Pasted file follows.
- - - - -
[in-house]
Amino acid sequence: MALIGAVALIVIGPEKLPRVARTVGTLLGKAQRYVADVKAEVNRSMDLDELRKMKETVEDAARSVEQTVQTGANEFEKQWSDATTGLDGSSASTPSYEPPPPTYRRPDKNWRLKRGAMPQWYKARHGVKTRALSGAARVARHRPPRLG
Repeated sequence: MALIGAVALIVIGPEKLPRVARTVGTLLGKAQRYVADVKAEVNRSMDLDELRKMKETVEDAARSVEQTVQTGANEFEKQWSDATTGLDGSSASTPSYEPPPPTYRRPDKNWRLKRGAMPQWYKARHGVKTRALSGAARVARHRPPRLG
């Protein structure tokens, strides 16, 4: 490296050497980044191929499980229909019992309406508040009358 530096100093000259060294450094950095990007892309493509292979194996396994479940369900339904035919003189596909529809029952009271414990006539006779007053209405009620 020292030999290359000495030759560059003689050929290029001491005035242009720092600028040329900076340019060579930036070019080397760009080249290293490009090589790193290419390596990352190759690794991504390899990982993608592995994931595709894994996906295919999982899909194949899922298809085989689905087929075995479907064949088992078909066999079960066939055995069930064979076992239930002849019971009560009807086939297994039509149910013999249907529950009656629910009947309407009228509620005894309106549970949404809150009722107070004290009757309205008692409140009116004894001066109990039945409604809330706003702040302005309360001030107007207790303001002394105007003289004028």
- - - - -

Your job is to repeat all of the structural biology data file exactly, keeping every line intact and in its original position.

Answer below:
[in-house]
Amino acid sequence: MALIGAVALIVIGPEKLPRVARTVGTLLGKAQRYVADVKAEVNRSMDLDELRKMKETVEDAARSVEQTVQTGANEFEKQWSDATTGLDGSSASTPSYEPPPPTYRRPDKNWRLKRGAMPQWYKARHGVKTRALSGAARVARHRPPRLG
Repeated sequence: MALIGAVALIVIGPEKLPRVARTVGTLLGKAQRYVADVKAEVNRSMDLDELRKMKETVEDAARSVEQTVQTGANEFEKQWSDATTGLDGSSASTPSYEPPPPTYRRPDKNWRLKRGAMPQWYKARHGVKTRALSGAARVARHRPPRLG
């Protein structure tokens, strides 16, 4: 490296050497980044191929499980229909019992309406508040009358 530096100093000259060294450094950095990007892309493509292979194996396994479940369900339904035919003189596909529809029952009271414990006539006779007053209405009620 020292030999290359000495030759560059003689050929290029001491005035242009720092600028040329900076340019060579930036070019080397760009080249290293490009090589790193290419390596990352190759690794991504390899990982993608592995994931595709894994996906295919999982899909194949899922298809085989689905087929075995479907064949088992078909066999079960066939055995069930064979076992239930002849019971009560009807086939297994039509149910013999249907529950009656629910009947309407009228509620005894309106549970949404809150009722107070004290009757309205008692409140009116004894001066109990039945409604809330706003702040302005309360001030107007207790303001002394105007003289004028």